Medieval Monasteries: Community Centers of Technology and Education
Monasteries were important centers of learning which educated the young and produced new technologies for agricultural and other needs.
By Mark Cartwright
A medieval monastery was an enclosed and sometimes remote community of monks led by an abbot who shunned worldly goods to live a simple life of prayer and devotion. Christian monasteries had first developed in the 4th century CE in Egypt and Syria and by the 5th century CE the idea had spread to Western Europe. Such figures as Saint Benedict of Nursia (d. c. 543 CE), the founder of the Benedictine order, established rules by which the monks should live and these were, to various degrees, imitated and followed in subsequent centuries, including in those monasteries which survive today. Although their members were poor, the monasteries themselves were rich and powerful institutions, gathering wealth from land and property donated to them. Monasteries were also important centres of learning which educated the young, and, perhaps most significantly for today’s historians, laboriously produced books and preserved ancient texts which have greatly enhanced our knowledge of not only the medieval world but also classical antiquity.
Origins and Development
From the 3rd century CE there developed a trend in Egypt and Syria which saw some Christians decide to live the life of a solitary hermit or ascetic. They did this because they thought that without any material or worldly distractions they would achieve a greater understanding of and closeness to God. In addition, whenever early Christians were persecuted they were sometimes forced by necessity to live in remote mountain areas where the essentials of life were lacking. As these individualists grew in number some of them began to live together in communities, continuing, though, to cut themselves off from the rest of society and devoting themselves entirely to prayer and the study of scriptures. Initially, members of these communities lived together in a place known as a lavra where they continued their solitary lives and only gathered together for religious services. Their leader, an abba (hence the later ‘abbot’) presided over these individualists – they were called monachos in Greek for that reason, which derived from mono meaning ‘one’, and which is the origin of the word ‘monk’.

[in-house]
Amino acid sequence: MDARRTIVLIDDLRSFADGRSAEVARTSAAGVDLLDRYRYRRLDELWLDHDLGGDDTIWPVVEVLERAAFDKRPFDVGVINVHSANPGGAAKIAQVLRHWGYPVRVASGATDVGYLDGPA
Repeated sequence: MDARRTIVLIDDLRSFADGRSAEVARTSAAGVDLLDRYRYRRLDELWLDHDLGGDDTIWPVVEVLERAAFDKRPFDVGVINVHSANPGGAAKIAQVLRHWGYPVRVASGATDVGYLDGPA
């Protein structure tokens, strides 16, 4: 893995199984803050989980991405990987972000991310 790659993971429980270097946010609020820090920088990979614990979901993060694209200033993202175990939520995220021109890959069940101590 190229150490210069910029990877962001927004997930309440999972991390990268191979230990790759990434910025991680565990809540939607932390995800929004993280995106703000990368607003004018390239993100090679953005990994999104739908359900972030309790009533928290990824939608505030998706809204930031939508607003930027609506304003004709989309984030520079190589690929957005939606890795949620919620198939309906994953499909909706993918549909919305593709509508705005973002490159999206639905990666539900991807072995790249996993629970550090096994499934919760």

One of the earliest ascetics to begin organising monasteries where monks lived more communally was Pachomios (c. 290-346 CE), an Egyptian and former soldier who, perhaps inspired by the efficiency of Roman army camps, founded nine monasteries for men and two for women at Tabennisi in Egypt. These first communal (cenobitic) monasteries were administered following a list of rules compiled by Pachomios, and this style of communal living (koinobion), where monks lived, worked, and worshipped together in a daily routine, with all property held in common, and an abbot administering them, became the common model in the Byzantine period.
The next step on the road to the type of monastery that became standard during the Middle Ages was made by Basil of Caesarea (aka Saint Basil or Basil the Great, c. 330-c. 379 CE) in the 4th century CE. Basil had seen for himself the monasteries in Egypt and Syria and he sought to reproduce them across the Eastern Roman/Byzantine Empire. Basil added an extra dimension with his belief that monks should not only work together for common goals but also contribute to the wider community. Byzantine monasteries were independent organisations with their own set of rules and regulations for brother monks.
The Benedictine Order
From the 5th century CE the idea of monasteries spread across the Byzantine Empire and then to Western Europe where they adopted their own distinct practices based on the teachings of the Italian abbot Saint Benedict of Nursia (c. 480-c. 543 CE), regarded as the founder of the European monastery model. Benedict himself founded a monastery at Monte Cassino in Italy. The Benedictine order encouraged its members to live as simple a life as possible with simple food, basic accommodation and as few possessions as was practical. The monks were expected to live together in a shared community of mutual aid and watchfulness, participating in the physical labour needed to make the monastery economically self-sufficient as well as undertake religious studies and prayer. There was a set of regulations – collectively known as the monastic Rule (regula) – that monks had to follow, although their severity and practical application was largely down to the individual abbots who ruled with absolute authority in each monastery. Women too could live the monastic life as nuns in abbeys and nunneries.
Greatly helped by tax relief and donations, monasteries grew in sophistication and wealth, so as the Middle Ages wore on physical labour became less of a necessity for monks because they could now rely on the efforts of lay brothers, hired labourers of serfs (unfree labourers). Consequently, monks in the High Middle Ages were able to spend more time on scholarly pursuits, particularly in producing such medieval monastic specialties as illuminated manuscripts.
The Cistercian Order